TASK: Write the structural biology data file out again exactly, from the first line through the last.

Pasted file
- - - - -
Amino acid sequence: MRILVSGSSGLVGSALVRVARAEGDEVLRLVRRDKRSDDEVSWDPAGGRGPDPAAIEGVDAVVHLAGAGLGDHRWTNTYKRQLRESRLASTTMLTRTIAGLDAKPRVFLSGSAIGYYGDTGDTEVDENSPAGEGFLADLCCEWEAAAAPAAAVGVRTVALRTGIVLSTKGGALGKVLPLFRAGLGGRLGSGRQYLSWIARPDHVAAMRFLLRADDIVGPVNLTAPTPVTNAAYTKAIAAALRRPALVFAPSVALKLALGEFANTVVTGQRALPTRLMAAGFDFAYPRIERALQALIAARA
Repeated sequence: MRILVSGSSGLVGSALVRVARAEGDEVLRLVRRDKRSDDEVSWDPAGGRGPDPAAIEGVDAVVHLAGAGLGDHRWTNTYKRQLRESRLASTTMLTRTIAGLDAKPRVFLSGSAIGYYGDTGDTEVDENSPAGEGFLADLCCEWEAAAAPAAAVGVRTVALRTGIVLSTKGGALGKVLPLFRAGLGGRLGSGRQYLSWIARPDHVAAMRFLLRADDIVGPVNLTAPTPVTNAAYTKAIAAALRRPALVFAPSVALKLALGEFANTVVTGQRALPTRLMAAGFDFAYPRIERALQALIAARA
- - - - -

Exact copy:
Amino acid sequence: MRILVSGSSGLVGSALVRVARAEGDEVLRLVRRDKRSDDEVSWDPAGGRGPDPAAIEGVDAVVHLAGAGLGDHRWTNTYKRQLRESRLASTTMLTRTIAGLDAKPRVFLSGSAIGYYGDTGDTEVDENSPAGEGFLADLCCEWEAAAAPAAAVGVRTVALRTGIVLSTKGGALGKVLPLFRAGLGGRLGSGRQYLSWIARPDHVAAMRFLLRADDIVGPVNLTAPTPVTNAAYTKAIAAALRRPALVFAPSVALKLALGEFANTVVTGQRALPTRLMAAGFDFAYPRIERALQALIAARA
Repeated sequence: MRILVSGSSGLVGSALVRVARAEGDEVLRLVRRDKRSDDEVSWDPAGGRGPDPAAIEGVDAVVHLAGAGLGDHRWTNTYKRQLRESRLASTTMLTRTIAGLDAKPRVFLSGSAIGYYGDTGDTEVDENSPAGEGFLADLCCEWEAAAAPAAAVGVRTVALRTGIVLSTKGGALGKVLPLFRAGLGGRLGSGRQYLSWIARPDHVAAMRFLLRADDIVGPVNLTAPTPVTNAAYTKAIAAALRRPALVFAPSVALKLALGEFANTVVTGQRALPTRLMAAGFDFAYPRIERALQALIAARA